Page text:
What's Bugging You?
What's Bugging You? Text-message spam
LOS ANGELES (KABC) -- Some companies are sending spam text messages charging for fees, and that's bugging ABC7 viewers.
Alan Piercy now looks over his text messages very carefully making sure not to miss a thing.
"I didn't ask for this. I didn't approve this, but now I've got to pay for this?" said Piercy.
Piercy received two text messages advertising a service. He ignored them and forgot about it. But he says a short time later he got an email notifying him he subscribed to a premium service and the charge is $9.99 per month.
"Really my frustration was, How did the thing get authorized and get on there in the first place? Because I had done nothing but ignored the text messages I received," said Piercy.
It's not authorized; basically a third party company sets up as a legitimate business, but then sends out spam text messages and starts charging fees. Cellphone companies are trying to stop this.
Verizon has taken the lead but wouldn't do an interview on camera because of a pending lawsuit. In a news release the company called it an "intricate fraudulent enterprise."
"On this issue of text messaging fraud, that's a perfect example," said Califiornia State Attorney General Kamala Harris.
Harris says her office is looking into this and that consumers need to be protected.
"There is a dark side to this technology also, which is that just like any other world, in this new world, crimes are occurring" said Harris. "Crimes are occurring."
No cell companies would go on camera. They all sent statements.
"T-Mobile also has extensive filters built into the network to help detect and block spam text messages being sent to customers' handsets."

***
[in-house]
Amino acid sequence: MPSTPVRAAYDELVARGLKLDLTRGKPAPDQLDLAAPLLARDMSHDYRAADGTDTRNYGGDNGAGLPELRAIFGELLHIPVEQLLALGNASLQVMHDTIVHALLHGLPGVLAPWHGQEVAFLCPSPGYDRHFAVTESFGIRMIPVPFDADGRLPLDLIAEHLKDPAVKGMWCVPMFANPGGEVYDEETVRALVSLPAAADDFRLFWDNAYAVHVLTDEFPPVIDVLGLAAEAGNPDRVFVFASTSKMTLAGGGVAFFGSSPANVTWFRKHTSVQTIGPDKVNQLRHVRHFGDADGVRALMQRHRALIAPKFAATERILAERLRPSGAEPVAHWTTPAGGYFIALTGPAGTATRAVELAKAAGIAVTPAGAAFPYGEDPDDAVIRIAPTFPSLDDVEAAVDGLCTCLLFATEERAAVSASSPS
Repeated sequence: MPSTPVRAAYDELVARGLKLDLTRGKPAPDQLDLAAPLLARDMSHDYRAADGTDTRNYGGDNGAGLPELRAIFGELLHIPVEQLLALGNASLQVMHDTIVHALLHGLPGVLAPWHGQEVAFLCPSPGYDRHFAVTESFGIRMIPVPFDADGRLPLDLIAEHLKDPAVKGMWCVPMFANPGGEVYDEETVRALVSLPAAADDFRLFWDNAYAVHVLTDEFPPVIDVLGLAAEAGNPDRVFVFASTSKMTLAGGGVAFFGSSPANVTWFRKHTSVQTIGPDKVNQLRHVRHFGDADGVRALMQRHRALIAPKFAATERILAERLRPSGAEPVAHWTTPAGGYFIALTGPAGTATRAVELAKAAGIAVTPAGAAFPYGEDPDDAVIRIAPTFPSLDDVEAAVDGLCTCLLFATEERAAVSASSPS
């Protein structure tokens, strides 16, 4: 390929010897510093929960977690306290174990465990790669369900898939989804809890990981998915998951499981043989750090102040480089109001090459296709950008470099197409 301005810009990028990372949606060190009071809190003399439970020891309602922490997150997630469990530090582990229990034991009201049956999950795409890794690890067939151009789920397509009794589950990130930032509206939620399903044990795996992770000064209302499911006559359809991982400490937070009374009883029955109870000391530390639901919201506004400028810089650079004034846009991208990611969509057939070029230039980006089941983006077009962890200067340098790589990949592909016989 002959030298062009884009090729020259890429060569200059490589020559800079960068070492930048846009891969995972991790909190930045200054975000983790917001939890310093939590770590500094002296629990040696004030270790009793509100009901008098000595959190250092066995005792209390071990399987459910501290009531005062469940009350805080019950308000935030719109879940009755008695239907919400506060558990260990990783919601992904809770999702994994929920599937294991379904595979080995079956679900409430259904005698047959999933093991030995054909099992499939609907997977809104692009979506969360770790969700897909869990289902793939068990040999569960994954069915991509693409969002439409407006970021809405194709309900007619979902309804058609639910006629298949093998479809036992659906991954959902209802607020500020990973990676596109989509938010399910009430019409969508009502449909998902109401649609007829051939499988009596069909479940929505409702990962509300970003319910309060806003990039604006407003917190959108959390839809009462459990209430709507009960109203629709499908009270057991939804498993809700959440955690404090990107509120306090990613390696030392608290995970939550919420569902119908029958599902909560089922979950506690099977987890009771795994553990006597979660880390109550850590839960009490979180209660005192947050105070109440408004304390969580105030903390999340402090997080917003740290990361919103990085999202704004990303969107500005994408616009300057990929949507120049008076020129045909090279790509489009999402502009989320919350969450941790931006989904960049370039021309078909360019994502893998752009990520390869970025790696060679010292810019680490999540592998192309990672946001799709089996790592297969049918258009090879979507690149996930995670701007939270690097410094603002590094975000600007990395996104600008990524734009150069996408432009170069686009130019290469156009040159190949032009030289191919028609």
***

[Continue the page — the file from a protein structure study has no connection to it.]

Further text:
AT&T: "If third parties do not abide by our customer protection policies we can (and have) terminated their ability to sell content to our customers."
"Sprint is committed to protecting the interests of our customers. Sprint suspended certain premium short codes earlier this month to provide an opportunity for obtaining additional information in light of questions that have emerged."
Verizon refunded the charges on Piercy's account. He says he was lucky he caught it. He often just pays his bill without looking at it too closely.
"My bill fluctuates a little bit here and there every month and I probably would have never caught it. How many other people are sitting out there that aren't catching this?" said Piercy.
That's why you need to look over your phone charges every month, and if you see anything unusual call your carrier. The company will usually refund the money and can place a block on your account. But you have to let them know about it.
what's bugging you?, carlos granda
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